16
Jun 10

Grackwalla: Talking to the Gowalla API using grackle

A while back I wrote a Twitter API ruby library called grackle. It’s seen quite a bit of use and takes a very lightweight approach to talking to the Twitter API. In fact, the thing I really like about grackle is that it really doesn’t make many assumptions about the API it’s talking to – it just issues RESTful requests using a straightforward syntax. This works great for talking to Twitter and it means grackle can easily be setup to talk to other APIs that use standard RESTful approaches. I thought I’d demonstrate this by setting grackle up to talk to Gowalla’s API. So, here goes:

client = Grackle::Client.new(
  :headers=>{"Content-Type"=>"application/json",
    "Accept"=>"application/json"},
  :auth=>{:type=>:basic,:username=>'USERNAME',:password=>'PASSWORD'})
client.api_hosts[:gowalla] = 'api.gowalla.com'
client.api = :gowalla

So what did I do there? Well here are the key elements:

  • First off, I set the headers as required by Gowalla’s API. Basically I’m just telling Gowalla that I want JSON back (which grackle understands) and can convert into a usable object.
  • Second, I tell grackle to use HTTP basic authentication as required by Gowalla
  • The client.api_hosts line is a little bit more esoteric. Grackle keeps a list of named “hosts”. That’s a little bit of a misnomer, it’s really a prefix for each request grackle makes. In this case, I’m telling grackle about the api.gowalla.com host and then telling it to use the new named host called :gowalla for subsequent requests.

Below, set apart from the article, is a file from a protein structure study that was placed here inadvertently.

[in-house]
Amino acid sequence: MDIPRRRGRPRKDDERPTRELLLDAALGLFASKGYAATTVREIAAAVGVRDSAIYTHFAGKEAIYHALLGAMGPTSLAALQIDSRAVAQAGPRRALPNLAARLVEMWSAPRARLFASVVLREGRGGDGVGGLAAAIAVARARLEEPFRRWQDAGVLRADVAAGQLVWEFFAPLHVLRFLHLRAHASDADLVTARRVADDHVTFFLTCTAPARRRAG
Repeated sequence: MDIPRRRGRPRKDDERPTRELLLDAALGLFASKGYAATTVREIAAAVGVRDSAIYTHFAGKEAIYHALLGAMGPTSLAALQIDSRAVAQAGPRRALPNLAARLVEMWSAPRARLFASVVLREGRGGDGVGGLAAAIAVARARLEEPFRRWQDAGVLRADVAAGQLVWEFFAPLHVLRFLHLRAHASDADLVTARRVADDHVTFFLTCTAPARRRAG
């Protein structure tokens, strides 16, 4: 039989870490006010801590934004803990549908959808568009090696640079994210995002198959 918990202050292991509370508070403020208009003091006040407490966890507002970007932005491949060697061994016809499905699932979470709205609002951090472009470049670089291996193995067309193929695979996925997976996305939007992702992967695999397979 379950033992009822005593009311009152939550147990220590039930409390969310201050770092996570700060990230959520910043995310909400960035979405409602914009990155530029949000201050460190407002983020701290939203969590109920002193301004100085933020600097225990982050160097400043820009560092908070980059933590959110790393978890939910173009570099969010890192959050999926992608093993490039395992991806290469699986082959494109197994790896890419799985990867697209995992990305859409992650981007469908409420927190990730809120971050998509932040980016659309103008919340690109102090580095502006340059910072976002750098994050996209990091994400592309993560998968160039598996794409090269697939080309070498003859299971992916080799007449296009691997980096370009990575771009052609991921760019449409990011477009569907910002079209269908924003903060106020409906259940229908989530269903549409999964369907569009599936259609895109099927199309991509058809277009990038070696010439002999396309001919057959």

If you’re unfamiliar with how grackle works, take a look at the grackle README and all will be explained. (Now might be a good time to do that… go ahead, I’ll wait…) With that bit of setup above, it’s now trivial to do things like:

#GET /users/hayesdavis
user = client.users.hayesdavis?
puts "#{user.first_name} #{user.last_name} has #{user.stamps_count} stamps"
# Prints "Hayes Davis has 184 stamps"

#GET /users/hayesdavis/stamps?limit=20
client.users.hayesdavis.stamps? :limit=>20 

#GET /users/categories
client.categories? 

#GET /spots?lat=30.2697&lng=-97.7494&radius=50
client.spots? :lat=>30.2697, :lng=>-97.7494, :radius=>50

The return values of the above methods will contain things called “TwitterStructs” but, never fear, those actually work like Ruby OpenStructs and match the JSON object returned by Gowalla’s API.

So go out and Gowalla with grackle. If you’re interested in connecting to other RESTful APIs, you can follow a similar pattern to get going.

P.S. My sincerest apologies for introducing the word “grackwalla” into the world.